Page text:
She said the group can produce three to six quintals of corn rice for up to two months with selling price at Rp7,000 (US$ 0.50) per 250 grams and Rp12,000 (US$ 0.86) per 500 grams.
Meanwhile, Purminah said that her group’s work has been recognized by government officials from Central Sulawesi, Central Kalimantan and Banten, who came to learn how corn is processed, following their promotional activities on social media.
However, Purminah and Ambar said they still need support in promoting their products.
“We tried to market the group’s products by getting them into exhibitions. The market for corn rice has yet to be developed as people still prefer and are accustomed to rice. We want to increase public awareness on corn so that demand will also increase,” said Heru Pradjati, head of Food Diversity Consumption at the Grobogan Food Security agency.
The female farmers groups aren’t the only ones working to promote corn rice and corn byproducts. Bati (65) has been processing and selling corn rice for the past 19 years in Tanggungharjo village of Grobogan district and saved enough money to send her two sons to vocational schools.
“Alhamdulillah (red: praise to God). I was able to send my kids to school from selling corn rice, they are married now but I am still making corn rice as my livelihood,” said Bati, who earns at least Rp450,000 (US$32) per day.
Bati can process up to 50 kilograms of white and yellow corns into 50 packages of four ounces of corn rice per day. She would sell them for Rp9,000 (US$ 0.64) per package.
“At first, [I] sold [corn rice] by myself to surrounding neighborhoods and Grobogan market. Now, customers come to my house to buy corn rice. My costumers also come from cities. Sometimes, orders [came] from small stalls and catering too. So, corn rice is now served as alternative to paddy rice,” she explained to Ekuatorial.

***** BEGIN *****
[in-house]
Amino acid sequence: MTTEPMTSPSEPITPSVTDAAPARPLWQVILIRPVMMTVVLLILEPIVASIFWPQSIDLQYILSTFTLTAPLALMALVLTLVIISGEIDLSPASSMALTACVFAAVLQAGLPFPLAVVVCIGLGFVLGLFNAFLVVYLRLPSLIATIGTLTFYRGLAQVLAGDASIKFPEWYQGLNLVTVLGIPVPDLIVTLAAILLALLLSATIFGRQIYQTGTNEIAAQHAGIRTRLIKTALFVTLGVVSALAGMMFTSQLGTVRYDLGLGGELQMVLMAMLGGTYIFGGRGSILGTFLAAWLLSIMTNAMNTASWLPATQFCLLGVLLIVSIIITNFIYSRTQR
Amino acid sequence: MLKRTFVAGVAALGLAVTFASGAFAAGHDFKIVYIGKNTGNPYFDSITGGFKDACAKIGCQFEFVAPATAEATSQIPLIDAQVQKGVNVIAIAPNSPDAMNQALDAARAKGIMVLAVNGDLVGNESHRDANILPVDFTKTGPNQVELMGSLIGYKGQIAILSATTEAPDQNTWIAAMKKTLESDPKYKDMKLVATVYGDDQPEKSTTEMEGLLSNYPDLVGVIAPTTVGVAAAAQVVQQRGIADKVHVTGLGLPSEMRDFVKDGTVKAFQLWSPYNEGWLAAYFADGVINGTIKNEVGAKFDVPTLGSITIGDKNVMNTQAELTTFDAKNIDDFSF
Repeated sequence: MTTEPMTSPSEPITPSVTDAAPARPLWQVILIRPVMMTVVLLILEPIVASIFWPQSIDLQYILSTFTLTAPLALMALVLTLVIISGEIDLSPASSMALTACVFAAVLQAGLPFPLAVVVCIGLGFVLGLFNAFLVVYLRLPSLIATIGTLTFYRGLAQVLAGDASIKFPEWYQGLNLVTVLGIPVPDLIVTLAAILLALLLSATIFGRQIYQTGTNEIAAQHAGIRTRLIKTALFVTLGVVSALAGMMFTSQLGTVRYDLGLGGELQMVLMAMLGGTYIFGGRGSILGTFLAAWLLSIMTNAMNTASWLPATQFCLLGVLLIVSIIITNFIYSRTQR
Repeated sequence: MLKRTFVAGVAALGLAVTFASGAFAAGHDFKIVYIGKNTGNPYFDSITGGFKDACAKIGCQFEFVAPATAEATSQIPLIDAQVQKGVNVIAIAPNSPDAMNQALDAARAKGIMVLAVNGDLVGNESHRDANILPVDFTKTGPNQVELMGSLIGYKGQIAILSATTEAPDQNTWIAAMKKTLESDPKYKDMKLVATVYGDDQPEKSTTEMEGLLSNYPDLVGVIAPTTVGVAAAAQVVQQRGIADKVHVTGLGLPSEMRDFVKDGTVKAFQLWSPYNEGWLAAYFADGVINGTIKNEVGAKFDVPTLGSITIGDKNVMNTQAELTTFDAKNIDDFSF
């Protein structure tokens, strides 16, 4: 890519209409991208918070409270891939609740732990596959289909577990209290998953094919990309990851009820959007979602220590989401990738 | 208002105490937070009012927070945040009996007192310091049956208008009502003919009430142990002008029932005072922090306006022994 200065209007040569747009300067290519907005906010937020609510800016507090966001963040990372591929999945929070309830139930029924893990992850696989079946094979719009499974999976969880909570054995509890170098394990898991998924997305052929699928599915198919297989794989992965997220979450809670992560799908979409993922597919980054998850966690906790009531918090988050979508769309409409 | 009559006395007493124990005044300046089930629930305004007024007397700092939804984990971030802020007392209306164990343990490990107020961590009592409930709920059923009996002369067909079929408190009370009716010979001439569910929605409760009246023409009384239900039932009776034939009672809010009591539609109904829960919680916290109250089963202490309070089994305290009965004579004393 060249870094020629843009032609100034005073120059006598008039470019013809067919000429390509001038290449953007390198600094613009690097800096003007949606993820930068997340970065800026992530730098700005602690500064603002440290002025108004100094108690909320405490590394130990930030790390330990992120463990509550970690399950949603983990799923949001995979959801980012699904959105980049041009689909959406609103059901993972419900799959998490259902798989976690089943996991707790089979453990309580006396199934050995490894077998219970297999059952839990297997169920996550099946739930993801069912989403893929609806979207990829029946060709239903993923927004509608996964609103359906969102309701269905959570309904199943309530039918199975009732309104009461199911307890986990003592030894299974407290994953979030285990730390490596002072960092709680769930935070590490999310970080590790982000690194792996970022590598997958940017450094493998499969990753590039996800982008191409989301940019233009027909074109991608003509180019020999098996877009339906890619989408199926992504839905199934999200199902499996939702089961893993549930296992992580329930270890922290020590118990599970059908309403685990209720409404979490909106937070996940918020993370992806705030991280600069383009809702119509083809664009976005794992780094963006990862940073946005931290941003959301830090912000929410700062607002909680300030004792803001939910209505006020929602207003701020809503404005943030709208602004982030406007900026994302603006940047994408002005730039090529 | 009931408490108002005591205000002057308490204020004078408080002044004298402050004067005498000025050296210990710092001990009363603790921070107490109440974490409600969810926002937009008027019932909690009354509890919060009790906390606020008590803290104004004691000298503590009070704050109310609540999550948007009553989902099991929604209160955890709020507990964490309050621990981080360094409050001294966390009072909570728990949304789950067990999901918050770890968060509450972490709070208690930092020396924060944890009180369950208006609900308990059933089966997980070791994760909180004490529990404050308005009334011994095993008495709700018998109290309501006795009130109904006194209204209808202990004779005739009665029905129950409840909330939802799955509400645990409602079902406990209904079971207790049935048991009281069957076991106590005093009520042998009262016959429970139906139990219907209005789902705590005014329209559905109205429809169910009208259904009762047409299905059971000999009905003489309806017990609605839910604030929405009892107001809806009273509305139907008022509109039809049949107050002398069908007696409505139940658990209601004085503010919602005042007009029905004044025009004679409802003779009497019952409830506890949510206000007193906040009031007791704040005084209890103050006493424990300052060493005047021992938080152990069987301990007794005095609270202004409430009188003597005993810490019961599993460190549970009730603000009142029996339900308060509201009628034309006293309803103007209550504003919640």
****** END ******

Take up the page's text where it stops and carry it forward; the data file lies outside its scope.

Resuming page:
Meanwhile, Iman Nur Solihin (40), a Toroh villager of Grobogan district, initially just wanted to be creative with his food, to be sold at the Purwodadi Square in the 1990s.
“I sold corn rice as no one else did. I tried selling it and was well received. Up until now, it has become the signature [food] of our stall,” said Solihin, who uses corn for other dishes such as fried rice and white corn rice with lompong soup (taro leaf soup).
Solihin said that customers keep coming to his stall not just because of health reason but they have become fond of corn rice and for some, it’s purely nostalgic as they have been consuming corn rice since they were little.
He said he can sell a total of 20 kilograms of corn rice in one night and as many as 60 kilograms during weekend and public holidays.
For both Solihin and Bati, corn rice as already an iconic food of Grobogan, especially with increasing corn rice producers and sellers.
“We hope that [local] government will continue to promote corn rice as the alternative staple food and it can also be an attraction for tourists visiting Grobogan,” said Solihin. Ekuatorial.
Zakki Amali is a Semarang, Central Java based journalist.